Australian courts have recognised that no hard and fast rule exists in relation to the accurate categorisation of gig workers due to the varying nature of their platform and engagement terms. Rather, each individual case needs to be examined on its merits.
But what characteristics lend to the classification of ‘employee’, with its inherent entitlements including protections from unfair dismissal, versus the traditional categorisation of ‘independent contractor’? This question is considered in more detail below.
Koolger v Foodora
In 2018, the Fair Work Commission (FWC) provided direction regarding this jurisdictional question when it found that former Foodora Australia Pty Ltd (Foodora) delivery rider, Josh Koolger, was an employee and consequently entitled to bring unfair dismissal proceedings. This was the first instance in which an Australian tribunal or court determined in favour of the employment status of a gig worker, representing a significant development on the issue.
However, it is important to consider that Mr Klooger was not an entirely typical food delivery rider: during his relationship with Foodora, he progressed from regular delivery driver to operating a ‘substitution scheme’ (enabling other riders to work via his Foodora account) and was later employed full-time as a ‘Driver Manager’.
The breakdown of the relationship resulted from Mr Koolger’s engagement in ‘activism’ on behalf of Foodora riders, including through the media and the Transport Workers Union (TWU). Foodora consequently dismissed Mr Koolger, who then made an application to the FWC on the basis he was an employee, and his dismissal was unfair.
Commissioner Cambridge of the FWC, addressing Mr Klooger’s work as a regular rider, applied the well-established common law ‘multifactorial test’ to the circumstances of the relationship between the parties. Key factors considered included the following:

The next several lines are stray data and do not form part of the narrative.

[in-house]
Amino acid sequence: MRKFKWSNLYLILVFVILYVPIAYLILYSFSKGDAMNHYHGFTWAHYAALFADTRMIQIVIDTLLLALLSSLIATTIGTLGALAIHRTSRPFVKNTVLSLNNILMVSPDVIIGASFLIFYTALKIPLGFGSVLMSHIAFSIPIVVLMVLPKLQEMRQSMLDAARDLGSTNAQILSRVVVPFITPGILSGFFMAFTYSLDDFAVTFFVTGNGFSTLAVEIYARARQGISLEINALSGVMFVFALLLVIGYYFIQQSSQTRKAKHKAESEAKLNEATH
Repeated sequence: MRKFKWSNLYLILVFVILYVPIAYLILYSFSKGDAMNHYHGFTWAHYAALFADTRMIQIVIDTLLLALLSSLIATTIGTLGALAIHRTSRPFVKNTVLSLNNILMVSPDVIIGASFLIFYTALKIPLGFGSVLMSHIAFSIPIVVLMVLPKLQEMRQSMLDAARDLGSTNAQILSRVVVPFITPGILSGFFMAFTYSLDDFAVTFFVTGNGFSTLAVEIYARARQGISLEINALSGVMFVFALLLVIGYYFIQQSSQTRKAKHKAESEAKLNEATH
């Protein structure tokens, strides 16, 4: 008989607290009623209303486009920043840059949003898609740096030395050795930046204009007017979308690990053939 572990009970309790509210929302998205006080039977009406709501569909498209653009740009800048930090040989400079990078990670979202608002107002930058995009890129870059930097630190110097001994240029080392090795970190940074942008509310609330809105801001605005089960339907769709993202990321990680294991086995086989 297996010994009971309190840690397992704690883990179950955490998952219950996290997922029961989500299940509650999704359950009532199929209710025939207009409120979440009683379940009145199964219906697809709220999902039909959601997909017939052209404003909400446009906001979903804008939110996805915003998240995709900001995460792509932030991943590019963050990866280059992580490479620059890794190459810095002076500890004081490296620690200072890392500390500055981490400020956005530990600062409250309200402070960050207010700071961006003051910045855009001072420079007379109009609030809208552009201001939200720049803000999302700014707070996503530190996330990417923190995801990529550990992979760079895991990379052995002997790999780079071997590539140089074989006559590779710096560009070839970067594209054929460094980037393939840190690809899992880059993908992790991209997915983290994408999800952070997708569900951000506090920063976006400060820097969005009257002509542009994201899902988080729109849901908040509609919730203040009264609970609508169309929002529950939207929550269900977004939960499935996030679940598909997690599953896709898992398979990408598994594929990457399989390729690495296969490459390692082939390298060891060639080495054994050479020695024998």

- The service contract, although identifying Mr Klooger as a contractor, contained provisions similar in form and substance usually found in an employment contract;
- Foodora had considerable capacity to control the manner in which Mr Klooger performed work, and fixed the place of work and the start and finish time of each shift;
- Mr Klooger was not advertising or promoting his services to the public, was unable to negotiate his rate of pay or delegate his delivery duties to another person;
- That Mr Klooger did not have a substantial investment in the capital equipment used to perform deliveries; and
- Foodora presented the applicant to the world at large as an emanation of its business, including the requirement Mr Klooger dressed in Foodora branded attire and use equipment displaying the brand.
It was therefore the combination of these factors which led to the FWC finding that an employment relationship existed.
Further, Commissioner Cambridge provided general observations on the issue which indicate that the contracting model of other gig platforms may be open to scrutiny:
As in this case, the corporation (Foodora) stipulated the requirement for individuals to obtain an Australian Business Number and to create, at least the appearance, that the individual operates a business of their own. The corporation then avoids the many responsibilities and obligations that it would normally have as an employer. The responsibility for compliance with many important regulatory obligations including but not limited to taxation, public liability insurance, workers compensation insurance, statutory superannuation, licensing and work health and safety, is transferred from the corporation to the putative contractor.
Contracting and contracting out of work, are legitimate practices which are essential components of business and commercial activity in a modern industrialised economy. However, if the machinery that facilitates contracting out also provides considerable potential for the lowering, avoidance, and/or obfuscation of legal rights, responsibilities, or statutory and regulatory standards, as a matter of public interest, these arrangements should be subject to stringent scrutiny. Further, if as part of any analysis involving the correct characterisation that should be given to a particular relationship, an apparent violation of the law, or statutory or regulatory standards is identified, as a matter of public interest, any characterisation of the relationship which would avoid or minimise the likelihood of such violation should be preferred.